For more than four years now I've been asking "why doesn't Outlook have a newsreader?"
Microsoft almost never answers this question on the record.
But, when you get their product managers off in a personal conversation over beers, they admit "it's cause our corporate clients don't want their employees to be off in newsgroups while they are at work."
Tons of things about Microsoft's software have been put there (or kept out) by big corporate clients of Microsoft's.
To understand Microsoft's behavior, you must look at the pressures being put on Microsoft's board of directors. It no longer is about building a cool computer for end users or geeks like it was back in the 1980s.
I'm thinking back to the days leading up to Microsoft's Monopoly. I wanted Microsoft to have a monopoly. Why? Because then all my friends and family would have the same software that I did.
What did I want?
The computer software industry showed me that they were incapable of working together before to give me interoperability (if I used Word Perfect in the early days I couldn't open up a Microsoft Word document and if I could it didn't look right).
The Web gave me it, but not for everything. You can't do vector graphics with a Web browser like you can with Adobe Illustrator. You can't edit digital photos like you can with Adobe Photoshop. (Yeah, I wanted Adobe to get a monopoly as well so that I could work with a variety of graphic artists without having to load 50 software apps on my computer).
Today I work with more than 200 people around the world. Only two of them won't deal with Microsoft Word and Excel documents (no problem, I convert my Word and Excel docs to HTML for them and they're OK then).
I wanted this world. I'm to blame for Microsoft's monopoly.
My brother is an IT guy who works for a variety of companies too.
What do big-company corporate IT departments want? Control.
Now, let's visit Bill Gates, er Microsoft's board of directors and stockholders. What do they want? Growth.
How does Gates and Co. grow? By giving IT departments products to buy (and upgrade).
That pressure is what drives all sorts of people to do all sorts of things.
Enron and WorldCom decided to break the rules to satisfy their stockholders.
What does Gates do? He goes to his biggest customers and asks "how can I get you to upgrade Windows and Office?"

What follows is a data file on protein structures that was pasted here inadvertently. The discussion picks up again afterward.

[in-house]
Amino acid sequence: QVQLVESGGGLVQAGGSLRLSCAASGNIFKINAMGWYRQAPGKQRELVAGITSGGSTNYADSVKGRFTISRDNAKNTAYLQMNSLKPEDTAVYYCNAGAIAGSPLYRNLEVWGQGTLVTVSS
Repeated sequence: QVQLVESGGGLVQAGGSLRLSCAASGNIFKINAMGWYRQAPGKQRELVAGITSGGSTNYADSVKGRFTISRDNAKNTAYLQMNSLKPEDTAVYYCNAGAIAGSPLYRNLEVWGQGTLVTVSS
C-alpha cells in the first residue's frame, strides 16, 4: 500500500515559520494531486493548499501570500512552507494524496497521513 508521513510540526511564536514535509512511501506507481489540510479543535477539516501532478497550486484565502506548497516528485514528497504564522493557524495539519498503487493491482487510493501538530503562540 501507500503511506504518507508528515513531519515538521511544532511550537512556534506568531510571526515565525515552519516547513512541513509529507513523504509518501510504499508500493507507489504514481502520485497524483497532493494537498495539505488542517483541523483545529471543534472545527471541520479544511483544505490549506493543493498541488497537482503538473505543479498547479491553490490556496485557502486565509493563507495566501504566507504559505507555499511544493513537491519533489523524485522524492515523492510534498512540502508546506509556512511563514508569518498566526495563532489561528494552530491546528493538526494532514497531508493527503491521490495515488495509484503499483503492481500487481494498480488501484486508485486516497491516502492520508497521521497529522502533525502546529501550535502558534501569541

What do you think your corporate IT department says to Microsoft when they come calling? I can just imagine it goes something like this:
1) "We want the ability to know what our employees are doing with our computers."
2) "We want to know who they sent email to (even if it's on a Hotmail site)."
3) "We want to know what files they send via Instant Messaging."
4) "We want to know what Web sites they both looked at and published to."
5) "We want to be able to search any employees' hard drive for any piece of information and get it fast."
Why do they want to do this? Because they are paying us to do work and they want to make sure they are getting what they paid us to do. Corporate managers hate it when employees send their corporate memos to FuckedCompany.com.
Not to mention outright corporate theft -- I know from personal experience that some people steal from their companies (I caught an employee stealing from the camera store I used to manage).
They know that some percentage of their employees do a lot of surfing of porn sites. Xerox fired several a few years back.
They know that some percentage of their employees are posting resumes on Monster.com or Craigslist while at work.
They know that some percentage of their employees are committing crimes at work (hey, did you miss that there were two pilots recently caught for "drunk flying?")
Companies want the power to watch us at work. (Not to mention that government wants the ability to watch us at all times).
Most of Microsoft's money comes from companies who buy thousands of licenses of Windows and Office at one time.
Microsoft now exists wholly to serve its stockholders and board of directors (Bill Gates has been selling off his shares to other people, which means he has less and less control over where Microsoft is going).
I remember a Microsoft executive who told me at about 1993 that Microsoft's challenge is to grow the size of Lotus (Lotus was quite large back then) every year.
Think about that. How does Microsoft grow its size? Certainly not by listening to Robert Scoble.
It does it by visiting Boeing, GM, EDS, the U.S. Government, and various other big Fortune 1000 companies and organizations.
Now you know where the pressure for Palladium is coming.